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Journal Impact Factor

Find out how to identify the highest impact journals in a field via Journal Citation Reports from Web of Science

Introduction

A journal's "impact factor" was first mentioned by Eugene Garfield* (Founder of Institute of Scientific Information, now part of Thomson) in Science in 1955.

*Garfield, E. (1955). Citation indexes to science: A new dimension in documentation through association of ideas. Science, 122(3159), 108-111.

Today, the Journal Impact Factor is known as one of the tools in the Journal Citation Reports (powered by ISI Web of Science) that can be used to rank, evaluate, categorize and compare journals.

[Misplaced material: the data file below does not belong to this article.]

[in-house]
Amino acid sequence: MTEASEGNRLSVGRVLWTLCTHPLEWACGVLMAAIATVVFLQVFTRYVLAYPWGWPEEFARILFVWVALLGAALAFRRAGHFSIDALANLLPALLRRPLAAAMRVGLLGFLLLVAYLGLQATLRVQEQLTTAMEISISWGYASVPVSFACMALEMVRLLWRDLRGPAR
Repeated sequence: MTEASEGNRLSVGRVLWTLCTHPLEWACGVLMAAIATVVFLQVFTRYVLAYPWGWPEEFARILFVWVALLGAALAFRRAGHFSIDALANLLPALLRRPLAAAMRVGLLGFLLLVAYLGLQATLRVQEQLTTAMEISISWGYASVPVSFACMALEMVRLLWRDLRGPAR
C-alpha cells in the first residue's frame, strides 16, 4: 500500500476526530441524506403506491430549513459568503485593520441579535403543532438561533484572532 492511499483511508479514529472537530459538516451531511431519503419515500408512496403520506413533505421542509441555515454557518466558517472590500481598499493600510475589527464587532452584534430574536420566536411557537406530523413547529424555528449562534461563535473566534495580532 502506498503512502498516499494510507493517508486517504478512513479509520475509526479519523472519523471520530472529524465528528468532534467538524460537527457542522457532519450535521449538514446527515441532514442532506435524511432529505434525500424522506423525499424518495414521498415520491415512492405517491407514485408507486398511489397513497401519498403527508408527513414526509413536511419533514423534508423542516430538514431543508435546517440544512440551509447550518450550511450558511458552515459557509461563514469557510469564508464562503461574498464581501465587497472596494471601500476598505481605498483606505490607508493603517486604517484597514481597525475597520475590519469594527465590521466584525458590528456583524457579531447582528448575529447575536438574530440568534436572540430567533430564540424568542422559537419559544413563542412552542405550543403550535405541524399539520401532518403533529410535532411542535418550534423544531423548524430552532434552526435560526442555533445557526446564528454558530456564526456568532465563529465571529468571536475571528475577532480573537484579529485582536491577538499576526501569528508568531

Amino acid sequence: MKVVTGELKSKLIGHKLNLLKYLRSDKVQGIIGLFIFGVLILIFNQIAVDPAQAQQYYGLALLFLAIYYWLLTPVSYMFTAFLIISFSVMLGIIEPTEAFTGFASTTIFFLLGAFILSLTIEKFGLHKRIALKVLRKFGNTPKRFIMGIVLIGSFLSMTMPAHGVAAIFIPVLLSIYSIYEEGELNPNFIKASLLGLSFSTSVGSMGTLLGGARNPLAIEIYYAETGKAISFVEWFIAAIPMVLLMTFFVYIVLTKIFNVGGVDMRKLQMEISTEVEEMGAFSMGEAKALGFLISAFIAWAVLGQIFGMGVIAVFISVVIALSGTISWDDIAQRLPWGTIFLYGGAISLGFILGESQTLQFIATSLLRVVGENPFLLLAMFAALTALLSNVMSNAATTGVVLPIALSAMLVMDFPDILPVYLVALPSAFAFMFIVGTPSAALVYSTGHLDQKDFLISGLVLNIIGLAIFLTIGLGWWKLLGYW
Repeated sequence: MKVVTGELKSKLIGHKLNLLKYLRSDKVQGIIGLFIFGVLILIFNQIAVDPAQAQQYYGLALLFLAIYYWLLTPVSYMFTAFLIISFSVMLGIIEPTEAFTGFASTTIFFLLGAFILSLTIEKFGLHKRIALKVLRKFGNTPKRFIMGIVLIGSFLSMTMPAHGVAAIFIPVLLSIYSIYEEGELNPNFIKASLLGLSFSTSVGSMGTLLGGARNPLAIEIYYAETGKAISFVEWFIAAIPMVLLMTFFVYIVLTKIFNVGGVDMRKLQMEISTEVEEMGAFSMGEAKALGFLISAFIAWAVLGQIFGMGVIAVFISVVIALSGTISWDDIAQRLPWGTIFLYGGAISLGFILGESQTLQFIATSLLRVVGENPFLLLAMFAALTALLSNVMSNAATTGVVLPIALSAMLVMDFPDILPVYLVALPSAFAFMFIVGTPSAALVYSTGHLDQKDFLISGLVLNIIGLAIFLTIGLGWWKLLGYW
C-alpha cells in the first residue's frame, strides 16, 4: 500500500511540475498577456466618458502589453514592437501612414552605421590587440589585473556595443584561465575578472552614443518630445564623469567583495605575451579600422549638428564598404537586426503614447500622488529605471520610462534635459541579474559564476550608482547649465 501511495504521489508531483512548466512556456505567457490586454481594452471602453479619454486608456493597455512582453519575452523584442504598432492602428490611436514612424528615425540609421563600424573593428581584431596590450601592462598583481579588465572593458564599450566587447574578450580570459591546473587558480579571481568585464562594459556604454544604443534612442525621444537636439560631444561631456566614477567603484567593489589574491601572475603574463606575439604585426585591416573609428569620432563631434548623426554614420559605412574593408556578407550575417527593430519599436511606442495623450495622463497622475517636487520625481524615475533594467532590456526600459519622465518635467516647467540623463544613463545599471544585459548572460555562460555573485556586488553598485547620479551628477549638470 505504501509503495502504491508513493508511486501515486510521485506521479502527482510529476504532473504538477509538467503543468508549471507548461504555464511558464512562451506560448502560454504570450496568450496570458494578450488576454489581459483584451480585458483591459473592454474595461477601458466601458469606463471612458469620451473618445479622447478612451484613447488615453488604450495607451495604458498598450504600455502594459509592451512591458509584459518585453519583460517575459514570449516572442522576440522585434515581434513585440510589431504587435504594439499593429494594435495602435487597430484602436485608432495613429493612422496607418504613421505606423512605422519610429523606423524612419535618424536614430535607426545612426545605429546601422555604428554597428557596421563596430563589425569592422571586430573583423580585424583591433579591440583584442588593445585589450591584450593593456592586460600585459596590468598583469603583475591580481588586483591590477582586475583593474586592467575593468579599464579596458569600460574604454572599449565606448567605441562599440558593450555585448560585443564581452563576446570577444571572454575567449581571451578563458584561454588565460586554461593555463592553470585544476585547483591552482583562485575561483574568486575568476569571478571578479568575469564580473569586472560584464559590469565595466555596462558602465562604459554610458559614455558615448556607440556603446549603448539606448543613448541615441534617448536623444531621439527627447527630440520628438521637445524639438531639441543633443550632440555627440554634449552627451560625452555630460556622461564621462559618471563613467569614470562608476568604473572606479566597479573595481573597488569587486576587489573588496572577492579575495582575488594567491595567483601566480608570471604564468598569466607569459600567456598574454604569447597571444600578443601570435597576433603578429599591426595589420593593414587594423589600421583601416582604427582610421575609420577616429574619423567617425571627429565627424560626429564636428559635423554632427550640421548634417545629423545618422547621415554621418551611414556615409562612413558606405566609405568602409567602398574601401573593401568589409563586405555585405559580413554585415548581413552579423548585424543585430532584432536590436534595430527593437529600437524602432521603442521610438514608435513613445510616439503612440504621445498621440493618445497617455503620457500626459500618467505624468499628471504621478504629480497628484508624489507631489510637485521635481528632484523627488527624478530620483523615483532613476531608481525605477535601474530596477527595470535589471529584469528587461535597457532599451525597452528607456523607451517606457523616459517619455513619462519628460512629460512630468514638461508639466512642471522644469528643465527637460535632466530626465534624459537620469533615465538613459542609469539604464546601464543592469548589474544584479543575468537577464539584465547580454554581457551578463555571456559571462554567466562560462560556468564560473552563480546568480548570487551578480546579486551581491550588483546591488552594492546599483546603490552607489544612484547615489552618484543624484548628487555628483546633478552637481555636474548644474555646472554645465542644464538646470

Cautionary Notes

Many journals do not have an Impact Factor – only journals indexed in Web of Science have impact factors!
Hence, non-inclusion is not necessarily a reflection on its scholarly quality.
 
The Impact Factor can provide information about a journal as a whole, namely the extent to which its recent papers were cited in a given year.
 
The Impact Factor does not provide information about a specific paper or specific author.

Facts:
      a.   Most articles in most fields are not well cited. 
      b.   Many articles are never cited. 
      c.   Less than 25% of all articles receive 5 or more citations.